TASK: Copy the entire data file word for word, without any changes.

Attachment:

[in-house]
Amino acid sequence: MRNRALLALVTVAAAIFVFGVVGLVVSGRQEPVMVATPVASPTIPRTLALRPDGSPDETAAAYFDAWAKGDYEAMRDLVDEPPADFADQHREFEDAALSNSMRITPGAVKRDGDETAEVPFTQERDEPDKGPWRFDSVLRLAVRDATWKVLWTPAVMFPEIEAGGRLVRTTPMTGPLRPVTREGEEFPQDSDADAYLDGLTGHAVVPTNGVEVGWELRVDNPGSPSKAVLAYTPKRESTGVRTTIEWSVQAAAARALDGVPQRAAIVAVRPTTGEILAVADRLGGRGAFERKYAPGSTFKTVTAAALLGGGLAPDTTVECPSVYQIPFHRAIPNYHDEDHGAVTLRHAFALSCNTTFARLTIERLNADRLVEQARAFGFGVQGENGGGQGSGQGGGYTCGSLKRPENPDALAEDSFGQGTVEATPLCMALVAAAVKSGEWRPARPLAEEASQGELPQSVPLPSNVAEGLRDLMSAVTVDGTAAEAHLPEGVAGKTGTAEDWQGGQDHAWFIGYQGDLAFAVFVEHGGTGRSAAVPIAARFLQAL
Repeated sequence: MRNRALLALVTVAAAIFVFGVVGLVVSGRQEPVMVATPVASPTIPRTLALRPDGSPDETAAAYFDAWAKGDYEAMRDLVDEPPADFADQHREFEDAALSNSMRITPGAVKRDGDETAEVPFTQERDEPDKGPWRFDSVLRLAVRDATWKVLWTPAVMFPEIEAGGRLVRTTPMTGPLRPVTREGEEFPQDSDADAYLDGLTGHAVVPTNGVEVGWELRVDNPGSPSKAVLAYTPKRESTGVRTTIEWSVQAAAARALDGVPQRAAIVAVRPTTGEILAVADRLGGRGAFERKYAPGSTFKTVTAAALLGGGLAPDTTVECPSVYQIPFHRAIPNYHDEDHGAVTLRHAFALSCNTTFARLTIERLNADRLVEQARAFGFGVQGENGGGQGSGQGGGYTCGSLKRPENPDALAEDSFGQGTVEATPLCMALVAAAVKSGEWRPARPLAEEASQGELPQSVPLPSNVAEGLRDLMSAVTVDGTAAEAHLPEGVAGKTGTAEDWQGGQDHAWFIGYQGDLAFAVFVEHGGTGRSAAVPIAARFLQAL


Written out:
[in-house]
Amino acid sequence: MRNRALLALVTVAAAIFVFGVVGLVVSGRQEPVMVATPVASPTIPRTLALRPDGSPDETAAAYFDAWAKGDYEAMRDLVDEPPADFADQHREFEDAALSNSMRITPGAVKRDGDETAEVPFTQERDEPDKGPWRFDSVLRLAVRDATWKVLWTPAVMFPEIEAGGRLVRTTPMTGPLRPVTREGEEFPQDSDADAYLDGLTGHAVVPTNGVEVGWELRVDNPGSPSKAVLAYTPKRESTGVRTTIEWSVQAAAARALDGVPQRAAIVAVRPTTGEILAVADRLGGRGAFERKYAPGSTFKTVTAAALLGGGLAPDTTVECPSVYQIPFHRAIPNYHDEDHGAVTLRHAFALSCNTTFARLTIERLNADRLVEQARAFGFGVQGENGGGQGSGQGGGYTCGSLKRPENPDALAEDSFGQGTVEATPLCMALVAAAVKSGEWRPARPLAEEASQGELPQSVPLPSNVAEGLRDLMSAVTVDGTAAEAHLPEGVAGKTGTAEDWQGGQDHAWFIGYQGDLAFAVFVEHGGTGRSAAVPIAARFLQAL
Repeated sequence: MRNRALLALVTVAAAIFVFGVVGLVVSGRQEPVMVATPVASPTIPRTLALRPDGSPDETAAAYFDAWAKGDYEAMRDLVDEPPADFADQHREFEDAALSNSMRITPGAVKRDGDETAEVPFTQERDEPDKGPWRFDSVLRLAVRDATWKVLWTPAVMFPEIEAGGRLVRTTPMTGPLRPVTREGEEFPQDSDADAYLDGLTGHAVVPTNGVEVGWELRVDNPGSPSKAVLAYTPKRESTGVRTTIEWSVQAAAARALDGVPQRAAIVAVRPTTGEILAVADRLGGRGAFERKYAPGSTFKTVTAAALLGGGLAPDTTVECPSVYQIPFHRAIPNYHDEDHGAVTLRHAFALSCNTTFARLTIERLNADRLVEQARAFGFGVQGENGGGQGSGQGGGYTCGSLKRPENPDALAEDSFGQGTVEATPLCMALVAAAVKSGEWRPARPLAEEASQGELPQSVPLPSNVAEGLRDLMSAVTVDGTAAEAHLPEGVAGKTGTAEDWQGGQDHAWFIGYQGDLAFAVFVEHGGTGRSAAVPIAARFLQAL